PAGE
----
A mumps outbreak gets identified.
While some college students are enjoying Spring Break, students at Ohio State University are fighting off a nasty virus. A recent report said that at least 28 cases of the mumps have been confirmed at Ohio State University.
Among those infected are students, staff, a relative of a student, and three other people not directly affiliated with the university, but who were exposed to the virus. Public health officials have noted that while Ohio state law and the university do not require MMR vaccinations, it is unclear at this point whether or not infected persons were vaccinated.
The virus reportedly occurred between the dates of Feb. 11 and Mar. 12, and has affected both men and women ranging in age from 18 to 48. Officials are looking into the initial exposure, the people who became infected and any links that can lead to more information.
The mumps virus is spread through saliva passed through a cough or sneeze, or by sharing beverages and utensils with someone who has the virus. Symptoms include fever, muscle aches, headaches, fatigue and swelling of the salivary glands. People who have previously experienced the virus or have received an MMR vaccination are not susceptible to contracting the virus. Since the introduction of the MMR vaccine, mumps has not been as common. However, according to the Centers for Disease Control and Prevention, prior to the introduction of the vaccine, it was a common illness among infants, children and young adults.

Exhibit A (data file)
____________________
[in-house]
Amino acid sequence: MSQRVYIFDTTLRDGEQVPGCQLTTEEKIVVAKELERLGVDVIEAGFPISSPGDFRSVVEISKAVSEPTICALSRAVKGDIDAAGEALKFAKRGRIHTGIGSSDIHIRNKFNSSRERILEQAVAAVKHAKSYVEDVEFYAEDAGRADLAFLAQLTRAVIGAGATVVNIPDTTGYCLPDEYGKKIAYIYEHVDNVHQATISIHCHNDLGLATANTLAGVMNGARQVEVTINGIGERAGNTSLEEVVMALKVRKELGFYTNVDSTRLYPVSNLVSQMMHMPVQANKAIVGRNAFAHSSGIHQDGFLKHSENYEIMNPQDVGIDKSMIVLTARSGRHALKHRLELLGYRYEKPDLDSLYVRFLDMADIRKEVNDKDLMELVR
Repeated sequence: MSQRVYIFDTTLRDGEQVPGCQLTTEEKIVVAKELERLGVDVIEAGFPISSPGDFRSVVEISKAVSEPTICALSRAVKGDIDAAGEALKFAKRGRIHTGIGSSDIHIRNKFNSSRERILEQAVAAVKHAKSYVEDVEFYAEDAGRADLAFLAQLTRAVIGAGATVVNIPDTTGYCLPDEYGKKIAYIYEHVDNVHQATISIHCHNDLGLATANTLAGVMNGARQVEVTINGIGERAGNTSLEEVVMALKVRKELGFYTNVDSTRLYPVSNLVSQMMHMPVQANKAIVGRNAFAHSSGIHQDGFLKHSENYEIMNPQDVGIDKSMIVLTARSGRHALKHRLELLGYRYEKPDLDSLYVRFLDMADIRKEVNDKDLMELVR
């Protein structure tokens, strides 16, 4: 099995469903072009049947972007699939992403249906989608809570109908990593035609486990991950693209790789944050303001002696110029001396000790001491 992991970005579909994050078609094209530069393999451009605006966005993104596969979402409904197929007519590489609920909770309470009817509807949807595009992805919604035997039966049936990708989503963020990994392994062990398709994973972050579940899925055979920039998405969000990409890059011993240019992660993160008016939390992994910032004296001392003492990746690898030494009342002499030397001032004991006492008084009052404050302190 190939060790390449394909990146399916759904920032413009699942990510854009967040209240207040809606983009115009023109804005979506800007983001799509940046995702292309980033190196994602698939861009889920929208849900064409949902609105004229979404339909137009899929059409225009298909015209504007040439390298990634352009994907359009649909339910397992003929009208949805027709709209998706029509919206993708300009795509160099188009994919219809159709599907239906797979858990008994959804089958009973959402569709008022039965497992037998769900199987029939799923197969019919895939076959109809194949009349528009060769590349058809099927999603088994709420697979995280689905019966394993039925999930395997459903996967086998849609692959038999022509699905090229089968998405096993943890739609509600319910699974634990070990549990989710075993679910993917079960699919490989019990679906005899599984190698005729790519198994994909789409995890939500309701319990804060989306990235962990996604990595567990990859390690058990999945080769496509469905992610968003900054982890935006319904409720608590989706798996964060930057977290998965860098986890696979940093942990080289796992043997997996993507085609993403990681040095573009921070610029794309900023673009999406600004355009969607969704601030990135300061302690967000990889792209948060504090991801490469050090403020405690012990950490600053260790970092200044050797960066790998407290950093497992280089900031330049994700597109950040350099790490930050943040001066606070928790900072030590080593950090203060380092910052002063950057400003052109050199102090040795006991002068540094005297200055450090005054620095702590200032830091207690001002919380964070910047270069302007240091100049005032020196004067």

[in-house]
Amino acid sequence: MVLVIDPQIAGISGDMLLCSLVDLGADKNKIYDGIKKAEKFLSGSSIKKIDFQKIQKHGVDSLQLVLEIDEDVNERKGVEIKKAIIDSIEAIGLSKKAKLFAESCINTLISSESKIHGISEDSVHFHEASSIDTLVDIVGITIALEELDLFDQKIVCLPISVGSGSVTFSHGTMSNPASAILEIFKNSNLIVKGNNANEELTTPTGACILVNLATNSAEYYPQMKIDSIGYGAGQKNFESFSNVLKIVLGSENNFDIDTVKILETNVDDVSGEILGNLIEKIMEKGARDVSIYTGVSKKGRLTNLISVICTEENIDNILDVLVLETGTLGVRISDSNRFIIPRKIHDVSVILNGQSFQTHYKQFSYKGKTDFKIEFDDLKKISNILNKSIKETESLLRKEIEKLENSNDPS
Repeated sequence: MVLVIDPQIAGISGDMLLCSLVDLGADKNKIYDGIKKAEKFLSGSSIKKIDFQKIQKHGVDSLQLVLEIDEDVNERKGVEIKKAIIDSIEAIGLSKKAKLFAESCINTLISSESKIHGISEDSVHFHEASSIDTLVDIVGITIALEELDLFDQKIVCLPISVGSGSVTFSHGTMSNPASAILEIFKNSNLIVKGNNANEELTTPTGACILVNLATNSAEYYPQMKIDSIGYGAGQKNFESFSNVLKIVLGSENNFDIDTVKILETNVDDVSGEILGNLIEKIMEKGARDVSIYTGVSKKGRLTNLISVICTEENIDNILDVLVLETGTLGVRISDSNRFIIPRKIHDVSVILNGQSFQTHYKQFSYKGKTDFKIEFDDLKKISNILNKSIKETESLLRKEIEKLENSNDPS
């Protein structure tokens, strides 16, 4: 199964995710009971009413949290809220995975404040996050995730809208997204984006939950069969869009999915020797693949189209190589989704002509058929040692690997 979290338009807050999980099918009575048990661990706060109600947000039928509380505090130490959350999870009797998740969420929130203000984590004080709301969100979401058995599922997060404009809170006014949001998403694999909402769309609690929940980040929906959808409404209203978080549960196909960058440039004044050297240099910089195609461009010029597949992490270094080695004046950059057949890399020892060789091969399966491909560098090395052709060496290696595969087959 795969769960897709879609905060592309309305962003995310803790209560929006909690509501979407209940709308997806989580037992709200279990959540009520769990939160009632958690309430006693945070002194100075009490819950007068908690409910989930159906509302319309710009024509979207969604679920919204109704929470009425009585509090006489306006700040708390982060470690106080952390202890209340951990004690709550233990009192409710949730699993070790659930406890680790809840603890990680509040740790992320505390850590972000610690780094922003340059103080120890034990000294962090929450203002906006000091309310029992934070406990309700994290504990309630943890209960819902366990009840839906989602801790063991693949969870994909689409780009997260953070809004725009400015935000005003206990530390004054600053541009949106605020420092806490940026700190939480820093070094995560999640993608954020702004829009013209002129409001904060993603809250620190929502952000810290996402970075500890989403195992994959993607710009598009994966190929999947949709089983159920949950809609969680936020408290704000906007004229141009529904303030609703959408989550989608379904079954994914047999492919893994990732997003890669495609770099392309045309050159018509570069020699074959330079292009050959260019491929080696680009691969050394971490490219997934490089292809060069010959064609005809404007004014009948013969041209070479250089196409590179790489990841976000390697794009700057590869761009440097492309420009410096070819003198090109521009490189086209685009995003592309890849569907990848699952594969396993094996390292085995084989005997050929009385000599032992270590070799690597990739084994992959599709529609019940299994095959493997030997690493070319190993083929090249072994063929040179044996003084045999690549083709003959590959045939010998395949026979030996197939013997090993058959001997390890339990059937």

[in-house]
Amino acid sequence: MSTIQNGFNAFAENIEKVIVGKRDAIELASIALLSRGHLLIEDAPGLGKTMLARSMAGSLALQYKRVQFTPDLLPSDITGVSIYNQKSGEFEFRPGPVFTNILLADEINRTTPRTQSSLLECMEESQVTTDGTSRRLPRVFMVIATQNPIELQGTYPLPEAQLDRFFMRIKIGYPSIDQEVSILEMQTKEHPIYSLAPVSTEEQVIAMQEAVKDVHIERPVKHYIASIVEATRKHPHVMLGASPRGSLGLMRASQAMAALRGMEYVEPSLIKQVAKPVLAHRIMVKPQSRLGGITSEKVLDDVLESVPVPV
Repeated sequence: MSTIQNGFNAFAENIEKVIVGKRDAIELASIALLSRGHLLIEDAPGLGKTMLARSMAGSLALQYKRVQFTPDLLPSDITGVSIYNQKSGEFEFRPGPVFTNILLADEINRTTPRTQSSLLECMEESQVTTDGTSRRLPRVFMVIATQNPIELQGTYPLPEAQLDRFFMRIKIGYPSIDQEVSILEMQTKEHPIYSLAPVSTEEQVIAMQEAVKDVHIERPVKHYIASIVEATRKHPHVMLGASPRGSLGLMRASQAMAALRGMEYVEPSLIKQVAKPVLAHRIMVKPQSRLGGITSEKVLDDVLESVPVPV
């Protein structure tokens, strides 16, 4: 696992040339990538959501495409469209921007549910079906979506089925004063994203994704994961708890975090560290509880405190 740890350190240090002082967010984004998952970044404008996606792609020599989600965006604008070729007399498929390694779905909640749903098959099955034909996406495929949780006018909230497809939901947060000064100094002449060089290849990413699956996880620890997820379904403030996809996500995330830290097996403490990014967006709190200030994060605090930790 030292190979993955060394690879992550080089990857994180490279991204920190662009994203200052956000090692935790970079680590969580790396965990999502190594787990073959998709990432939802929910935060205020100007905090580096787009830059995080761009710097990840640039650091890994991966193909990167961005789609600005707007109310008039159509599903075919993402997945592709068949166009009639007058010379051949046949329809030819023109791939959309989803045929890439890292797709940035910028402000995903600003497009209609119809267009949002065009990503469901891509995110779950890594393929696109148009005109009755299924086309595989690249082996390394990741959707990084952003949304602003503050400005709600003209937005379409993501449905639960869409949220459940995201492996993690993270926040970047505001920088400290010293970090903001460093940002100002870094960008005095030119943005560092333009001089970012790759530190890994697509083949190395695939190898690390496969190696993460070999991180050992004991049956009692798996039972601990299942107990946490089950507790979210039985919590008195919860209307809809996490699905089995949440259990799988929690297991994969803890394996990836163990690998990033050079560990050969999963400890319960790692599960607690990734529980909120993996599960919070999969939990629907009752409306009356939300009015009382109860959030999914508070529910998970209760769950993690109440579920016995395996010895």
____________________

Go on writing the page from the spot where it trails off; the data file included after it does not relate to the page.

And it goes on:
There are currently treatments for the virus, however, recovery time is typically around two weeks, with some cases requiring extended treatment.
Three victims have received hospitalization and the University and public health officials are urging Ohio State University students, faculty and staff to take proper precautions moving forward in order to ensure their health and safety as they return to classes this coming Monday.